Other than the JFK assassination, perhaps no event in American history has been the subject of more conspiracy theories than the terrorist attacks on September 11. One of the most widely circulated is based on the premise that assets of the United States government knew about or had a role in the attacks.
Now a federal judge has ordered the FBI to turn over 3,000 pages of documents about a man named Omar al-Bayoumi, believed to be a Saudi and CIA intelligence asset. al-Bayoumi acted as a handler for two of the 9/11 hijackers, according to a report.
According to a national security blog called Spy Talk, the judge, who is overseeing the legal proceedings against 9/11 mastermind Khalid Shaikh Mohamad and others, ordered the FBI to release the documents.
“The accused [9/11 defendants] are charged with conspiracy, so existing evidence from the criminal investigations into that conspiracy is relevant to this case,” wrote Air Force Col. Michael McCall.
“It is notable that the prosecution has not argued that additional materials do not exist, nor has it asserted a privilege over the information,” the publication wrote.
The outlet reported that al-Bayoumi has been the target of FBI investigations for over 20 years due to his role as a handler of two 9/11 hijackers, Nawaf al-Hazmi and Khalid al-Mihdhar. Earlier this year, Office of Military Commissions investigator Don Canestraro also alleged al-Bayoumi was a CIA asset.
Canestraro alleged that two FBI agents told him that the CIA attempted to recruit al-Hazmi and al-Mihdhar. Those recruiting efforts were funneled through al-Bayoumi, Canestraro said.
According to one of the FBI agents, identified as “CS-3” in court filings, al-Bayoumi allegedly set up bank accounts and rented apartments for the two hijackers in San Diego at the bidding of the CIA.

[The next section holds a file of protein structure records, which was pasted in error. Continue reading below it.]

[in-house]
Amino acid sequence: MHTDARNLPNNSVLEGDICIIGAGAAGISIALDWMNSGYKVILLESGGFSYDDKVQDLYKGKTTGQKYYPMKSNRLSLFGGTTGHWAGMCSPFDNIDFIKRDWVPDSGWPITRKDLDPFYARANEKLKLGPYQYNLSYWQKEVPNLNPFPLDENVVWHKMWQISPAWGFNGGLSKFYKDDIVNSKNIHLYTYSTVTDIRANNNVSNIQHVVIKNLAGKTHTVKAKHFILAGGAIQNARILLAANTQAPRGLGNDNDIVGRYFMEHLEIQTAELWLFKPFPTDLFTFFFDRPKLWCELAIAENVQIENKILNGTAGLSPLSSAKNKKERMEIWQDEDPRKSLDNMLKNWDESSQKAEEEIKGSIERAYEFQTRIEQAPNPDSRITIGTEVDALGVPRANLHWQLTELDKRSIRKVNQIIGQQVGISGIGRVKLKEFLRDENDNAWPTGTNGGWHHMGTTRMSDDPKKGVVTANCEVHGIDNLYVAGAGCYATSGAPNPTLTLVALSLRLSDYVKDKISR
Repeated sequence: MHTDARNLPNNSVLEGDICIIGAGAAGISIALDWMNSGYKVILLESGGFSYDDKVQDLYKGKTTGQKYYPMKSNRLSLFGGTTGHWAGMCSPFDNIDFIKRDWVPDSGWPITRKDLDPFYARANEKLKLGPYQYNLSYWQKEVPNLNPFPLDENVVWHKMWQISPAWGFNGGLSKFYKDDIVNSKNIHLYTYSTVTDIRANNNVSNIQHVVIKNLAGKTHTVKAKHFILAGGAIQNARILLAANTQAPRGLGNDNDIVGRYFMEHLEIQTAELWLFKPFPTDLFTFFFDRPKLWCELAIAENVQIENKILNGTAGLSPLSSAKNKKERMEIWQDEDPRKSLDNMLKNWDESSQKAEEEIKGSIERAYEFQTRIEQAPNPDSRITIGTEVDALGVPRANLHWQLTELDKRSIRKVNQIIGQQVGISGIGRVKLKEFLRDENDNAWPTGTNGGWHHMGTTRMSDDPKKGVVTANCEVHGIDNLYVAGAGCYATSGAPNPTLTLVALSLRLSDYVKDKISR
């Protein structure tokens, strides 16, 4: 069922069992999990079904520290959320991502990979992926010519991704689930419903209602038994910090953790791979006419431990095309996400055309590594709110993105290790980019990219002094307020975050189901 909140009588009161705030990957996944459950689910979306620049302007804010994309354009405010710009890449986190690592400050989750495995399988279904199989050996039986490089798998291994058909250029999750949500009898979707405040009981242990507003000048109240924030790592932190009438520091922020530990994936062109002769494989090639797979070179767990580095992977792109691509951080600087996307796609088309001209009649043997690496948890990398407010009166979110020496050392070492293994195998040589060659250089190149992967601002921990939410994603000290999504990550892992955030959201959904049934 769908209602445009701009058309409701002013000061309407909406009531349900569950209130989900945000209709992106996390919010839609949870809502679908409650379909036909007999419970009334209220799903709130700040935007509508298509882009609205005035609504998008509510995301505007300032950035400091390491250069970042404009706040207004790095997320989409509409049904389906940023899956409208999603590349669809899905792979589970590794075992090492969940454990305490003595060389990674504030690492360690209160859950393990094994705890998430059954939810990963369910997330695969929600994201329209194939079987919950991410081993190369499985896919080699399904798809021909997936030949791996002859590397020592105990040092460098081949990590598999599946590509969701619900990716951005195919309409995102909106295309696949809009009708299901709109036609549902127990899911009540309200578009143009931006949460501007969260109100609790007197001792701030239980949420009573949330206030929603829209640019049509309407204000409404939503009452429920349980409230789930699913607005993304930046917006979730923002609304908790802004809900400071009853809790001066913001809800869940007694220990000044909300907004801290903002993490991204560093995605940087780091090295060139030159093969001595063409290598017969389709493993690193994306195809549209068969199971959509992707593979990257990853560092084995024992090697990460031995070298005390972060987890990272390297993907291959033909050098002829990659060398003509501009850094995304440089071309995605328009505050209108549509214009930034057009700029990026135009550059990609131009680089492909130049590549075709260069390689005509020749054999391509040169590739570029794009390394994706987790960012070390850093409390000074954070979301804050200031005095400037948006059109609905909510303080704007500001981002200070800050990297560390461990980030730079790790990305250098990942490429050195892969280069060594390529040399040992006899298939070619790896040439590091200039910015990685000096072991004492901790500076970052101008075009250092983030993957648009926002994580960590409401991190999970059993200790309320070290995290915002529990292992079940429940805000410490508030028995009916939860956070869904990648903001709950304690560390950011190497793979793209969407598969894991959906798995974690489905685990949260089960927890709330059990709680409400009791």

“According to CS-e, before the 9/11 attacks, the CIA was under pressure to recruit informants within al-Qaeda,” Canestraro said. “Responding to this pressure, [an unidentified CIA official] and his/her colleagues at the CIA were attempting to recruit al-Hazmi and al-Mihdhar via a liaison relationship with the Saudi GID.”
Another FBI agent, identified as CS-23, also confirmed that accounting in statements, Canestraro said. “CS-23 told me that the attempt to recruit al-Hazmi and al-Mihdhar was an operation directed by the Central Intelligence Agency. CS-23 told me that the CIA used their liaison relationship with the Saudi intelligence services to conduct an operation on U.S. soil."
Aside from the FBI agents, Canestraro also spoke with Richard Clarke, former Deputy National Security Adviser, and served three U.S. presidents–George H.W. Bush, Bill Clinton, and George W. Bush in various positions involving counterterrorism. Clarke has spoken about the CIA recruitment theory publicly. He allegedly told Canestraro the CIA was recruiting the hijackers was related to a false flag operation.
“According to Mr. Clarke, this ‘false flag’ operation would have involved al-Bayoumi befriending the two hijackers by attempting to convince them that he was sympathetic to their cause,” Canestraro said in the court filing.
“At the same time, al-Bayoumi would have been reporting on the hijackers’ activities to Saudi intelligence and ultimately to the CIA.”
The CIA denied the allegations via a spokesperson.
In March, Spy Talk reported, “The revelations were found in a 21-page court document filed in 2021 at the Guantanamo Bay naval base in Cuba, where the cases of the 9/11 defendants are being heard. The document was on the public docket but went unreported because it was completely redacted except for an unclassified marking…”
Last year, a number of FBI documents were declassified and released and showed the level of Saudi intelligence operations inside the United States.
Canestraro’s investigation wouldn’t have been possible without assurances of confidentiality toward his sources. In one case, the FBI sent a letter of reprimand to at least one former agent who had spoken publicly about Saudi Arabia and the 9/11 investigation. Spy Talk obtained a 2019 letter where the FBI “reminded” the agent about the confidentiality agreement he agreed to when he joined the agency and to clear any future disclosures with FBI headquarters.
Families of 9/11 victims claim that terror suspects being held at Gitmo are getting more information than they are.
“The defense counsel for those accused of mass murder on 9/11 is getting more access to documents than the terror victims themselves,” one family member who lost his father at the World Trade Center told Spy Talk.